This guest blog post was written by Oliver Limoyo, a PhD student from the STARS laboratory at the University of Toronto, studying reinforcement learning for robotic applications. Oliver was one of the early testers for SenseAct.
Achieving reproducible results in reinforcement learning experiments can be notoriously difficult; with the added hardware artifacts of physical robots, this becomes an even more challenging feat. Having said this, I was very curious to try out SenseAct, an open-source framework optimized for real-time reinforcement learning and reproducible results. Although there are existing general solutions in robotics such as the Robot Operating System (ROS), these are not specifically optimized for reinforcement learning experiments. As a bit of background, our lab is very interested in collaborative robots (cobots) that are intended to physically interact with humans in shared workspaces. For my research, I am investigating the use of learning-based approaches to enable these robots to perform difficult-to-model tasks in unstructured and dynamic environments -- in particular, how to enable reinforcement learning on physical platforms by leveraging effective perceptual representations of sensor data acquired through interaction.
In this guest blog post, I will present a summary of my experiences working with SenseAct to reproduce the UR-Reacher-2 experiment on our lab’s UR10 arm, which was initially demonstrated with a UR5 arm by Kindred. I’ll highlight how my experience working with SenseAct went overall, which parts of the process were easy, what obstacles I encountered and how they were overcome.
Overview of experience
As a first step, since the UR10 is the larger version of the UR5, some of the setup parameters had to be modified, notably the geometric parameters of the manipulator model and the cartesian safety boundaries. Fortunately, this procedure was very easy since there was an existing specific setup file with all the relevant parameters in one place.
After having modified these parameters, I connected my laptop to the robot and ran the SenseAct UR-Reacher-2 example code. The arm did not move -- my first obstacle: an error stating that the packet size received from the arm was not correct. After referring to UR’s client interface guide, I discovered that the packet definition of their underlying firmware changes from version to version. The fix was relatively quick, given that there was an existing file with all of the required definitions. I ran the code again and, this time, no errors showed up and the arm started moving:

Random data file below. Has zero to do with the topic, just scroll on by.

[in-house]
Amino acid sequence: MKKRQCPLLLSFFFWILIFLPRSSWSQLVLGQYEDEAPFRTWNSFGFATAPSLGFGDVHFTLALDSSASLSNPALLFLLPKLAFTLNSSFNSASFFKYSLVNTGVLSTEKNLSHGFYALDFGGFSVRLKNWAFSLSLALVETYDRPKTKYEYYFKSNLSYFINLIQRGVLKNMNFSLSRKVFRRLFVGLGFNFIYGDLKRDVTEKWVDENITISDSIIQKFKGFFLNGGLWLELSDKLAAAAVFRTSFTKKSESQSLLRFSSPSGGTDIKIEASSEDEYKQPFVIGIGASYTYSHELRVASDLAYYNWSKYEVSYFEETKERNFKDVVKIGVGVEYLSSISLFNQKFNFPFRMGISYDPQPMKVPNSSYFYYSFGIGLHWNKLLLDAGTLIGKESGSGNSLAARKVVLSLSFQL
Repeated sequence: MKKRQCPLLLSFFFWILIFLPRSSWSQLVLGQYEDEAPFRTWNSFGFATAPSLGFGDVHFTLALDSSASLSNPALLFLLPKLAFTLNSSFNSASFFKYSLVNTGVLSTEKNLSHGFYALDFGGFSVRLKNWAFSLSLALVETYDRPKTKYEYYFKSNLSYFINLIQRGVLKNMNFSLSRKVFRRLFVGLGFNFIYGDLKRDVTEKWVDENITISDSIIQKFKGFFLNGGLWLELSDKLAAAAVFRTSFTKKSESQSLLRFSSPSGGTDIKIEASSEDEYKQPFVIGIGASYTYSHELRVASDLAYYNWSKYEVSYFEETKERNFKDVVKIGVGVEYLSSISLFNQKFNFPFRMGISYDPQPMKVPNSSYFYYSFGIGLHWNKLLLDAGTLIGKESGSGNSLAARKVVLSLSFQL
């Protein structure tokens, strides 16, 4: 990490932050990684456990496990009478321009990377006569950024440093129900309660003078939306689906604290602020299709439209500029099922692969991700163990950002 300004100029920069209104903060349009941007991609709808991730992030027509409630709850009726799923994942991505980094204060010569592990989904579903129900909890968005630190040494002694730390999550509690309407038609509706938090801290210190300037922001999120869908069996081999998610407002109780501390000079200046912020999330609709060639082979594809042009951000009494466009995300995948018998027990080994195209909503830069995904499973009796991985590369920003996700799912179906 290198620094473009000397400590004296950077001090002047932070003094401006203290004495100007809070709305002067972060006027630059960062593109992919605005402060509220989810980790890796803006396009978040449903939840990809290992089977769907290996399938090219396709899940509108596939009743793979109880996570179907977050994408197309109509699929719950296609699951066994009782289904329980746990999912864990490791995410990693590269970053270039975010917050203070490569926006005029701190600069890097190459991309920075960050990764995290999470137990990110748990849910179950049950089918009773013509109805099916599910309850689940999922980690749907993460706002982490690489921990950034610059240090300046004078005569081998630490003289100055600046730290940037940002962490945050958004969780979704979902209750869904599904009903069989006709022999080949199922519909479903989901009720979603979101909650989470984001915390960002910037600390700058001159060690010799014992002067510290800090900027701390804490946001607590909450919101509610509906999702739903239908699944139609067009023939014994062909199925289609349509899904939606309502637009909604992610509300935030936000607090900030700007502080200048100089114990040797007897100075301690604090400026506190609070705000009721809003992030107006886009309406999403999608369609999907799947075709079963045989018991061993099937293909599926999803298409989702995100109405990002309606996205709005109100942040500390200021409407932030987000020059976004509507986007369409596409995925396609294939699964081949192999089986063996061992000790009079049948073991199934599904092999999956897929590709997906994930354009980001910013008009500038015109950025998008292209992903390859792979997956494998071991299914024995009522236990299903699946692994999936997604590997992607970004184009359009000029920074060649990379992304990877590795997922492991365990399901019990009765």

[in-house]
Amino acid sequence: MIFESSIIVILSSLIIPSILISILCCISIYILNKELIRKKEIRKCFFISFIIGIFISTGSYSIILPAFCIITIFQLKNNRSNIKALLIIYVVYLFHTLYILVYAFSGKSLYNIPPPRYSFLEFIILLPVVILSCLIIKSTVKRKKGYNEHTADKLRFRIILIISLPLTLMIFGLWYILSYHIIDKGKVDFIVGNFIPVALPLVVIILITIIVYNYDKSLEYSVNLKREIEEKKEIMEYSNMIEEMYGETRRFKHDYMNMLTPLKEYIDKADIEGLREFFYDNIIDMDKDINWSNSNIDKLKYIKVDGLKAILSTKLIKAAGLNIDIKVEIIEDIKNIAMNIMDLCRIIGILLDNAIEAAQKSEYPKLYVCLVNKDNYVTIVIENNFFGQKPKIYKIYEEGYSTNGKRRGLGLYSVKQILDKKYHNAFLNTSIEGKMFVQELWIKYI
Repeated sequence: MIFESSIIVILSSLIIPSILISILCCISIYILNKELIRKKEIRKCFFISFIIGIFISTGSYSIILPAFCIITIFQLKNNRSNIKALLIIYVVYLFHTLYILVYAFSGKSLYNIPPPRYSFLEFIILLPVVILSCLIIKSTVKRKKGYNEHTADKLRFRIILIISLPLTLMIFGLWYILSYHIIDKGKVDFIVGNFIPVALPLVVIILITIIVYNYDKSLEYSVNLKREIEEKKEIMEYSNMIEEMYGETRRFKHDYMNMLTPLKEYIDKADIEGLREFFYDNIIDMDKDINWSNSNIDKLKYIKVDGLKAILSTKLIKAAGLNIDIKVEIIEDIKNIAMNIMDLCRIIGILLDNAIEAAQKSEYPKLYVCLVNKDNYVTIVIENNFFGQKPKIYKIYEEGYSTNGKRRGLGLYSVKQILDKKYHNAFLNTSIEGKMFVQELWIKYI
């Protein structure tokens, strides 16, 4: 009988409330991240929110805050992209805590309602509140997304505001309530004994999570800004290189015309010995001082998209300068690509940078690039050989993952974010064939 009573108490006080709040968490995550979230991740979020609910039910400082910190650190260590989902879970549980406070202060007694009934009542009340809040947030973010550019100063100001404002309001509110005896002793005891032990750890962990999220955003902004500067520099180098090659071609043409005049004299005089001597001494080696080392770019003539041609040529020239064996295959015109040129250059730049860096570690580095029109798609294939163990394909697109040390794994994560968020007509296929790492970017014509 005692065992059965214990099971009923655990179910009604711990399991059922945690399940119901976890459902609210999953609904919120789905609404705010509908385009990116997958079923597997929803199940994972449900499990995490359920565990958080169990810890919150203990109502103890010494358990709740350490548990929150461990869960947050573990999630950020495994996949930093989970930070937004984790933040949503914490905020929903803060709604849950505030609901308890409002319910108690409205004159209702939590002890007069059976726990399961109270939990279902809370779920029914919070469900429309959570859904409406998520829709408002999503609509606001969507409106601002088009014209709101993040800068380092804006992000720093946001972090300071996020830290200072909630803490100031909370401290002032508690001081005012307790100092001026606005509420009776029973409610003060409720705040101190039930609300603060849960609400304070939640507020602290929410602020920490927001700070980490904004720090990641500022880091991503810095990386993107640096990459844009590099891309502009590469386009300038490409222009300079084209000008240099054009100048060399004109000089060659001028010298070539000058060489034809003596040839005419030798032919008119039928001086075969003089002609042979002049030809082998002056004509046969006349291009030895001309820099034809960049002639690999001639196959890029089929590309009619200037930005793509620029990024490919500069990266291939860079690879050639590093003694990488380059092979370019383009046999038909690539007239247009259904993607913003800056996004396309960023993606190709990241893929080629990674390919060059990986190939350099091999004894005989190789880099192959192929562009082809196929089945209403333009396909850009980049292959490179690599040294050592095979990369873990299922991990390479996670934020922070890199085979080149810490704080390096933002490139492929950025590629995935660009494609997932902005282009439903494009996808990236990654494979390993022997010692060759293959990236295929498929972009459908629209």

Unfortunately, the arm’s motion was a lot more jittery when compared to Kindred’s initial release video. The excessive vibrations prevented the arm from learning any sort of effective policy even after training for 3 hours. After reading a relevant issue from the Github repository for the UR arm Robot Operating System (ROS) wrapper, I found out that the underlying arm firmware dealt with the action commands being sent slightly differently across different versions; specifically, the optimal setting for the velocity command’s timing had to be tweaked. Once this was done, I ran the experiment one more time:
The algorithm was able to successfully learn an effective policy. In order to further test the reproducibility, I tried re-running the experiment with the same randomization seed. The two final learning curves are shown below:
To my surprise, the final learning curves were practically identical! Although this was a relatively basic experiment, it was a promising first step considering the complexity of the overall system.
A key insight I gained from this experiment with real-world reinforcement learning is the importance of understanding the underlying firmware of a robotic platform and its interplay with a reinforcement learning algorithm. Perhaps it’s obvious in hindsight, but no matter how good a learning algorithm is, if the underlying system (e.g., the action command being sent) is operating incorrectly, it is unlikely to learn a useful policy.
Working with real hardware introduces an additional layer of complexity in a system with so many existing moving parts. With that said, Kindred’s SenseAct definitely streamlines many of these issues, and all of the obstacles encountered were dealt with relatively quickly. Having worked a bit with both robots and reinforcement learning algorithms, each finicky and unforgiving in their own right, I was extremely surprised to be able to get a real-world reinforcement learning experiment up and running in a matter of days. I am excited to continue using SenseAct for my own research work and to continue contributing to the project!